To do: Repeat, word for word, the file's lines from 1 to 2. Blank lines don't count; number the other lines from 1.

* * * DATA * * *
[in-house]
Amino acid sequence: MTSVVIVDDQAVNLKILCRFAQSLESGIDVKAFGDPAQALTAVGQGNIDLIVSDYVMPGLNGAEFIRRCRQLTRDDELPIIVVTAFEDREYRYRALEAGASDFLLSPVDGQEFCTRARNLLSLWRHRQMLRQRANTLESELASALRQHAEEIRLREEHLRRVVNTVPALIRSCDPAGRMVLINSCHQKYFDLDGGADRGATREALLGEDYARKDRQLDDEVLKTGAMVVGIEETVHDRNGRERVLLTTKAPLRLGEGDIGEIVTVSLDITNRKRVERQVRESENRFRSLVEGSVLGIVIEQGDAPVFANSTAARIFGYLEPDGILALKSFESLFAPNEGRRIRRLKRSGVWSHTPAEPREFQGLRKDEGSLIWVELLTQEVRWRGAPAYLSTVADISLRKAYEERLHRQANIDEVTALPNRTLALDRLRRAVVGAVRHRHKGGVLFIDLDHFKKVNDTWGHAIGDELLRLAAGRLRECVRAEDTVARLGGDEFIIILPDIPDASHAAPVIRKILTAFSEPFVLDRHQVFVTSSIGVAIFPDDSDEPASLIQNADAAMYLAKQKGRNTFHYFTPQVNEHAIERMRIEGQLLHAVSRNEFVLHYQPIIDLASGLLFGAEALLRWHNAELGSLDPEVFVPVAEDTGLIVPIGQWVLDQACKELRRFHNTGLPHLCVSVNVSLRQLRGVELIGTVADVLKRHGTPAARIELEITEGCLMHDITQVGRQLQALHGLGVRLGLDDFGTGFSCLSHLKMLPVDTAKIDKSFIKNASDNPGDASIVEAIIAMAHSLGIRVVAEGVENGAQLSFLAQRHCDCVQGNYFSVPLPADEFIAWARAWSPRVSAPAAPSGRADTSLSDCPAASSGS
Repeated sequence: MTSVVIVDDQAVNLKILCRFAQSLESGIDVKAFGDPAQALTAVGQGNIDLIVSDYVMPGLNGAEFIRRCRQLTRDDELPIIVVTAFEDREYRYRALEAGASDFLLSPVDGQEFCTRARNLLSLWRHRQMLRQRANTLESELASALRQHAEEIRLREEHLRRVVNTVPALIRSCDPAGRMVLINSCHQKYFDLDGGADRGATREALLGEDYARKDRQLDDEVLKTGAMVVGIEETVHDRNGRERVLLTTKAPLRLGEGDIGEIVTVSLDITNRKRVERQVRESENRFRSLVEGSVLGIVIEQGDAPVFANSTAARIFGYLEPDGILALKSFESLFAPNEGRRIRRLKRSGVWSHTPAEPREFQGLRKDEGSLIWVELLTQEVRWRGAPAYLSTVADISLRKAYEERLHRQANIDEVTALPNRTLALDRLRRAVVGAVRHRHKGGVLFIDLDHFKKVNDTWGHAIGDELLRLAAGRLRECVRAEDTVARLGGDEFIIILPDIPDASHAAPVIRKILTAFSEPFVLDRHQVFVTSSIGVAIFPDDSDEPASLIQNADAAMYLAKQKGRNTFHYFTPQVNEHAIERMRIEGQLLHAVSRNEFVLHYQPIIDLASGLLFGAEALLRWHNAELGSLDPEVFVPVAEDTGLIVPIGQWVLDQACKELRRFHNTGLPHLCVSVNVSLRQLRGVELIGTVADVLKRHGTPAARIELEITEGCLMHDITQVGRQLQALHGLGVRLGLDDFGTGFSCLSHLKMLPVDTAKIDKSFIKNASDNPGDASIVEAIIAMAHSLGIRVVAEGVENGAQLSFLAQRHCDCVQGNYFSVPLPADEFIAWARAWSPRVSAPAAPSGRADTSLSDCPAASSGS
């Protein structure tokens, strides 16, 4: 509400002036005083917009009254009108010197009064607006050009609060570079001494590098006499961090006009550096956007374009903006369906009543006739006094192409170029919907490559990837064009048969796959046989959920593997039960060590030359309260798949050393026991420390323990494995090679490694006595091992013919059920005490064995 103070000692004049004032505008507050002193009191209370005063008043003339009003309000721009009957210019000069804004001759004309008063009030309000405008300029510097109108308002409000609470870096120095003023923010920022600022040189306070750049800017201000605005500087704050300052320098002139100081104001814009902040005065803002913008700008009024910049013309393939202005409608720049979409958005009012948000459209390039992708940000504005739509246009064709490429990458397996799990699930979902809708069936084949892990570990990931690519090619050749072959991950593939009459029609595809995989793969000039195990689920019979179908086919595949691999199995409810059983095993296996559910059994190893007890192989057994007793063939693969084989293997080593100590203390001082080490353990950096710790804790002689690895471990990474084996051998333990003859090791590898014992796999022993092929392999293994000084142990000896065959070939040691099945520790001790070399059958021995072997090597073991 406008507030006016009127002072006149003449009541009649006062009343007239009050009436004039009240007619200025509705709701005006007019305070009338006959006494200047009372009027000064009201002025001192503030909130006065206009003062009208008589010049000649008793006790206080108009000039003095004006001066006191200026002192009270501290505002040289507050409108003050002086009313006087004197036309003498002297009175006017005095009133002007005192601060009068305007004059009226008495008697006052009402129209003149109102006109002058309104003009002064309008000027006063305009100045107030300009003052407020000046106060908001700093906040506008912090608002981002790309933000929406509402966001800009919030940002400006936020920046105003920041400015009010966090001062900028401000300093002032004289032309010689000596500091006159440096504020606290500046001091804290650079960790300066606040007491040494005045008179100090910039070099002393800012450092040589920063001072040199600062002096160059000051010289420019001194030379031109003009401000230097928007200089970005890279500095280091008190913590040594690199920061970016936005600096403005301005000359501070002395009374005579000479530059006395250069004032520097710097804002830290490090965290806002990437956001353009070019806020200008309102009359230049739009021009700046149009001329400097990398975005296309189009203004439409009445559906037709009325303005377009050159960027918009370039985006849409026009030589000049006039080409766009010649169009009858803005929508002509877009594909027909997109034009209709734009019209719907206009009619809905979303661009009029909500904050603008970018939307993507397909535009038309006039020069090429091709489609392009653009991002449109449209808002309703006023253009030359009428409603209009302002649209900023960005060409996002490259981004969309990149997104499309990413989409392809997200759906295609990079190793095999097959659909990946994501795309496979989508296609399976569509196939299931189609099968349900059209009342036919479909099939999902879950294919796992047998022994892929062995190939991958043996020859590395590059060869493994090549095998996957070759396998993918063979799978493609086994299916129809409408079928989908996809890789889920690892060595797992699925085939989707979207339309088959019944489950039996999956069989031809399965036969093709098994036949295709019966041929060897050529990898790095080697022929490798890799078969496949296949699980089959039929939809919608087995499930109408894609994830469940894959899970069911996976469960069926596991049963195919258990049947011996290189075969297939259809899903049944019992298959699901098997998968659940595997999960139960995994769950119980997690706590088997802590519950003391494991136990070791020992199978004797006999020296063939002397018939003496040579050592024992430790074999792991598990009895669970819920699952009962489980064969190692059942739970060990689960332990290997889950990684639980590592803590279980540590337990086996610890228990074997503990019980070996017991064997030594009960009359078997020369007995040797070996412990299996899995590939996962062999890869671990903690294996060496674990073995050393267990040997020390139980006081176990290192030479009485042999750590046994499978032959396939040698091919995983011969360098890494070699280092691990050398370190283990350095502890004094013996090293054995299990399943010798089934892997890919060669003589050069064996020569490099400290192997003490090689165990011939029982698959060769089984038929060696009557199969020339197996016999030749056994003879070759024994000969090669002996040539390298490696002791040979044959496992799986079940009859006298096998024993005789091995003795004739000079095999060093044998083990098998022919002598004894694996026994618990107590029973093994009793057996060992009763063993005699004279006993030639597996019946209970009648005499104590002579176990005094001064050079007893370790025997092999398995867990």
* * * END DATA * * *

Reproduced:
[in-house]
Amino acid sequence: MTSVVIVDDQAVNLKILCRFAQSLESGIDVKAFGDPAQALTAVGQGNIDLIVSDYVMPGLNGAEFIRRCRQLTRDDELPIIVVTAFEDREYRYRALEAGASDFLLSPVDGQEFCTRARNLLSLWRHRQMLRQRANTLESELASALRQHAEEIRLREEHLRRVVNTVPALIRSCDPAGRMVLINSCHQKYFDLDGGADRGATREALLGEDYARKDRQLDDEVLKTGAMVVGIEETVHDRNGRERVLLTTKAPLRLGEGDIGEIVTVSLDITNRKRVERQVRESENRFRSLVEGSVLGIVIEQGDAPVFANSTAARIFGYLEPDGILALKSFESLFAPNEGRRIRRLKRSGVWSHTPAEPREFQGLRKDEGSLIWVELLTQEVRWRGAPAYLSTVADISLRKAYEERLHRQANIDEVTALPNRTLALDRLRRAVVGAVRHRHKGGVLFIDLDHFKKVNDTWGHAIGDELLRLAAGRLRECVRAEDTVARLGGDEFIIILPDIPDASHAAPVIRKILTAFSEPFVLDRHQVFVTSSIGVAIFPDDSDEPASLIQNADAAMYLAKQKGRNTFHYFTPQVNEHAIERMRIEGQLLHAVSRNEFVLHYQPIIDLASGLLFGAEALLRWHNAELGSLDPEVFVPVAEDTGLIVPIGQWVLDQACKELRRFHNTGLPHLCVSVNVSLRQLRGVELIGTVADVLKRHGTPAARIELEITEGCLMHDITQVGRQLQALHGLGVRLGLDDFGTGFSCLSHLKMLPVDTAKIDKSFIKNASDNPGDASIVEAIIAMAHSLGIRVVAEGVENGAQLSFLAQRHCDCVQGNYFSVPLPADEFIAWARAWSPRVSAPAAPSGRADTSLSDCPAASSGS